Here's how to make potato salad the way I do, and the way my Mama made it.

Rinse and scrub potatoes and place whole in a large pot of salted water; bring to a boil. {okay... Mama peeled and cut her potatoes like most all of us have done. I have found that cooking them whole, keeps them dryer and less likely to absorb water as they boil.) Boil until tender but still firm, about 15-20 minutes. Test by piercing with a sharp knife.


Remove the potatoes from the hot water and set aside until cool enough to handle, but still warm. Peel


Cut into chunks (or cubes if you prefer) and place into a large serving bowl. Add the onion, celery, salt, pepper and eggs; toss.


In a separate small bowl, add 1 cup of the mayonnaise, mustard and pickle relish.


And mix until blended.


Spoon over the potatoes while they are still warm.


Toss again until all the potatoes are coated, adding additional mayonnaise as needed. Taste and adjust seasonings as desired. Transfer to storage or serving container and sprinkle top lightly with paprika, if desired.


Be sure to check out my Cajun Potato Salad. It's a different but delicious potato salad I think you'll love. I also have a Cold Baked Potato Salad that I'm sure you're gonna love too. Made from baked potatoes that are sliced into rounds and tossed with a ranch dressing ... oh my goodness it is yummy too!



If you make this or any of my recipes, I'd love to see your results! Just snap a photo and hashtag it #DeepSouthDish on social media or tag me @deepsouthdish on Instagram!





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Recipe: Southern Style Potato Salad

©From the Kitchen of Deep South Dish
Prep time: 10 min
Cook time: 20 min

Total time: 30 min
Yield: About 6 to 8 servings

Ingredients
  • 3 pounds russet potatoes (about 7 medium)
  • 1 tablespoon kosher salt
  • 1/2 cup minced onion, minced
  • 1 large stalk (rib) celery, chopped
  • 1 teaspoon kosher salt
  • 1/2 teaspoon black pepper, or to taste
  • 3 boiled eggs, chopped
  • 1 to 2 cups real mayonnaise (Hellman's or Duke's recommended)
  • 1 teaspoon yellow mustard
  • 1 tablespoon chopped sweet or dill pickle or pickle relish
  • Paprika to garnish, if desired, optional
Instructions

Rinse and scrub potatoes and place whole in a large pot of salted water; bring to a boil. Boil until tender but still firm, about 15-20 minutes. Test by piercing with a sharp knife.

Remove the potatoes from the hot water and set aside until cool enough to handle, but still warm. Peel and cut into chunks (or cubes if you prefer) and place into a large serving bowl.

Add the onion, celery, salt, pepper and eggs; toss. In a separate small bowl, mix together 1 cup of the mayonnaise, mustard and sweet pickle, and spoon over the potatoes while they are still warm; toss again until all the potatoes are coated, adding more mayonnaise as needed. Taste and adjust seasonings as desired. Sprinkle top lightly with paprika, if desired.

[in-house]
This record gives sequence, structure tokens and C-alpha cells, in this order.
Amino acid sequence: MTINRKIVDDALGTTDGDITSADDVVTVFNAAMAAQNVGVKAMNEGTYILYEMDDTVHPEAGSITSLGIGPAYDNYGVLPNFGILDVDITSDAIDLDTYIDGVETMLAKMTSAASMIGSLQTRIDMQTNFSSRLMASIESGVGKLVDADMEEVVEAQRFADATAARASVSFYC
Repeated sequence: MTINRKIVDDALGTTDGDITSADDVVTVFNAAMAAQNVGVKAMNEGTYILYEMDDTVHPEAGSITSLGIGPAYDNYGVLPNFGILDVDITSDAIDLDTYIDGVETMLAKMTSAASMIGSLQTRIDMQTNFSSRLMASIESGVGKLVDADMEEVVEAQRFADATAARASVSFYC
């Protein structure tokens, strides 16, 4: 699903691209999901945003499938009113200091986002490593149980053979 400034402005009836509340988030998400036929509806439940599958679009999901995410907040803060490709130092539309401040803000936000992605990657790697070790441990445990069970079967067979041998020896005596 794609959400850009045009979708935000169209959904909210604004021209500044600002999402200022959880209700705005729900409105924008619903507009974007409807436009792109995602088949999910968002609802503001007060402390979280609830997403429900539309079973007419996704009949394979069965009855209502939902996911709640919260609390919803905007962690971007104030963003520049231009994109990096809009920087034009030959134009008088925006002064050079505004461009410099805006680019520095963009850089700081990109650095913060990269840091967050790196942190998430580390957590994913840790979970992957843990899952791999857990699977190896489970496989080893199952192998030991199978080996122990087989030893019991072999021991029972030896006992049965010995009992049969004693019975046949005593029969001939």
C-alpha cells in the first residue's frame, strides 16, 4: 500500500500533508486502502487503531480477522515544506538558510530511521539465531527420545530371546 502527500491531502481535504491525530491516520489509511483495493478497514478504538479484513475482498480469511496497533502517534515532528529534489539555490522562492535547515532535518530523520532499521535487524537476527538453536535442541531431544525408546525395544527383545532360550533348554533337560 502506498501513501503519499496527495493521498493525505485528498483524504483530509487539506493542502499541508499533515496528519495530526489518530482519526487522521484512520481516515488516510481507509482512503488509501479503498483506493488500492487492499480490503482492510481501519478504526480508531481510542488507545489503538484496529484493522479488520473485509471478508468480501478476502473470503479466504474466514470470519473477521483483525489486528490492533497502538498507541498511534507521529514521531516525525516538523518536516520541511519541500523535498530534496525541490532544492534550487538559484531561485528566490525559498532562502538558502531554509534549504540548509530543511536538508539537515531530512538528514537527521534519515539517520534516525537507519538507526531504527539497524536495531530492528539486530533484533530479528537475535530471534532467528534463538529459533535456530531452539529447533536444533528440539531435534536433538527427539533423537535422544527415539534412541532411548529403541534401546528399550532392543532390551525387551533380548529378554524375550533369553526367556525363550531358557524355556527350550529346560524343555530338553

Cook’s Notes: For a little extra flavor boost, mix in 2 teaspoons cider vinegar and 1/4 cup chicken stock or broth, with the mayo blend. I use russets the most but it's okay to substitute your favorite potato. Mama always used Kraft, but I like Hellman's, Duke's and Blue Plate in that order, though any good real mayonnaise will work, even olive oil and lower fat products. Don't use a salad dressing like Miracle Whip unless you prefer a sweeter potato salad. Boil an extra egg and reserve to slice on top of finished potato salad for garnish, then sprinkle with paprika. I also like to dot the top with some Cajun seasoning.

Instant Pot/Electronic Pressure Cooker Potato Salad: Peel and cut potatoes into large chunks. Add 1-1/2 cups water to pressure cooker, add potatoes (use a steamer basket if you have one) and nestle eggs into the potatoes. Set for 4 minutes on high. Quick release pressure, use tongs to remove eggs and plunge into ice water, drain potatoes. Proceed with recipe as above.

Bacon Potato Salad: Slice and cook 3 slices of bacon until crisp. Add bacon with the drippings to the cooked and drained potatoes and proceed with the recipe.

Mustard Potato Salad: Increase mustard to 1/4 cup.

Potato Salad for a Crowd: For approximately 30 servings you'll need about 10 pounds of potatoes, about a dozen boiled eggs, one quart of mayonnaise, 1 to 1-1/2 cups of chopped onion, about 3 ribs of celery, 1/4 to 1/2 cup of chopped pickles, use mustard and seasonings to taste.

Source: http://deepsouthdish.com

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©Deep South Dish
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Check These Recipes Out Too Y'all!

More potato salads can be found here.
Cajun Potato Salad
Cold Baked Potato Salad
Creamy Pesto Pasta Salad

Posted by on May 19, 2009